If the mean ocean level rises even a couple of inches, over time the barrier islands running from Cape Fear south along the Atlantic coast will be wiped away.  Much of Florida will suffer massive storm damage.  New Orleans and Houston will sink beneath the waves, but that’s nothing new; they’ve each been doing that for centuries, and yet we keep building there in the tidal swamp — in Houston, they build in the storm drains and on top of the dikes.

Trouble is, when it floods, someone has to pay for it — and if it all goes at once… well, a tenth of our population lives in New York City alone.  It’ll be like the Zombie Apocalypse without the zombies.  Seriously:  Food distribution breaks down; there’s no fresh water; hordes of city folk flee to the countryside — and the economy takes a massive hit, as ten trillion dollars worth of valuable real estate turns to river mud.

I want to be clear:  This is just the stuff we are absolutely certain about.  We don’t know that it will happen, much less exactly when, but we are completely certain that it can happen at any moment, and as the global mean temperature increases, so to do the odds.

You’ll notice that I’m not bringing up subjects like the demise of the coral reefs, the impact on biodiversity as millions of species of beetle go extinct, or anything else that isn’t going to immediately change your way of life.  If Tangier Island sinks, the price of crab doubles; if Manhattan washes away, we’re talking an economic crash that’ll make 9/11 seem like a walk in the park.

The Good News

These things aren’t inevitable.  Both Tangier Island and Manhattan can be protected by raising massive seawalls; the cost will be vast, but nowhere near that of leaving them to the mercy of the elements.  Trouble is, we need to have begun construction ten years ago; tomorrow could well be too late.  And remember:  It’s not just those two spots, but vulnerable cities all along both coasts — and that’s just in this country.  Most big cities in the world are at river mouths along the coast, or sitting astride tidal rivers further up.  All else aside, building that many seawalls is gonna take a lot of rock, which nobody has started quarrying.

On the other hand, despite the doom and gloom, we’re actually well on track to reducing the impact of manmade climate change.  The IPCC reports are freely available on their website, and I’d encourage you to take the time to study them.  If you lack the time or inclination, however, let me instead refer you to this one paper from 2011, based on the model using modern mitigation technology.  (This is the best and most likely of four models, ranging from best to worst.)  If even this is too much — and I can certainly understand not wanting to read it; it’s quite technical — I’ll summarize:  We’re looking at a viable path forward that leads to a plateau in human impact on the climate, and eventually to a decline.  Further, this predates the Chinese efforts that followed the 2013 smog events.  Bottom line:  Things are very probably looking up for the world, if only we behave sensibly.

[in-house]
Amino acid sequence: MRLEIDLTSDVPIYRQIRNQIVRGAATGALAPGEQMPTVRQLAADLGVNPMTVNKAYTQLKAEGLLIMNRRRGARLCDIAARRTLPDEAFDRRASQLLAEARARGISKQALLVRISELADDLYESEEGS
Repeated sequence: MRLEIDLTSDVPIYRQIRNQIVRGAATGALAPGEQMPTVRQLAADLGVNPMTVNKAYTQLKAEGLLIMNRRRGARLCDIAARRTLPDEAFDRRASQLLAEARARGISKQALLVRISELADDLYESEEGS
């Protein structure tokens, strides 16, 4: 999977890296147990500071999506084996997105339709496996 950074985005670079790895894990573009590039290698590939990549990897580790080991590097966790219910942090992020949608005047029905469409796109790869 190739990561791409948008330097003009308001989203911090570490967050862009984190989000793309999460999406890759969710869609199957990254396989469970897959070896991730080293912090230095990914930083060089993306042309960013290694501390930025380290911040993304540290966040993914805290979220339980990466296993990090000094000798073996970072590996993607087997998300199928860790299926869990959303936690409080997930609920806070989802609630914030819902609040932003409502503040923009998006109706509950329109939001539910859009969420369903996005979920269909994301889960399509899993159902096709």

Bear in mind, these papers all date from before Donald Trump abandoned the Paris Climate Accord.  On the other hand, many of the states have left the regulations unchanged, technology continues to advance in abatement and solar power (thank Elon Musk and Tesla), and the United States is hardly the only — or the worst — polluter in existence.  In the short term, the impact from this and other Trump decisions may be severe, but over decades the global climate effects are likely to be minor.

The Bottom Line

In the short term, we’re likely to see some unpleasantness from the present climate shifts.  Melting permafrost, receding icepack and glaciers, sea current and jet stream movements — all of these things are inevitable, and they will have cascading impacts going forward.  Tornadoes will hit in strange places and out of season; massive storms will appear from nowhere; arctic cold will swing about wildly.  There will almost certainly be a few small, local, or regional calamities that will be exacerbated by increased global mean temperature.

On the other hand, there’s cause for cautious optimism going forward.  Aside from a few dogmatic deniers, most of the world’s decision makers understand that, generally, excessive pollution is a bad thing.  There exist global climate conferences and commissions, some of the best minds in the world are working on this, and there’s genuine international cooperation aimed at reducing emissions — all of which is excellent news.  We’re gradually transitioning away from coal and fossil fuels, and abatement methods continually improve as research continues.

We’ll probably lose Tangier Island, and the price of crab will double.  A few other bad things will happen, but we can hope that there won’t be many.  And, if we work together on some simple and effective fixes — seawalls and the like — we can make it so the coming troubles aren’t so bad.

Nevertheless, climate change is real, and humans can cause it.  Don’t waste time denying this; you just make yourself look dumb.  In general, don’t believe every story you read in the paper or every meme on Facebook; think before you reTweet.  But this I’ll say again, because it’s Gospel truth:  Climate change is real, and humans can cause it.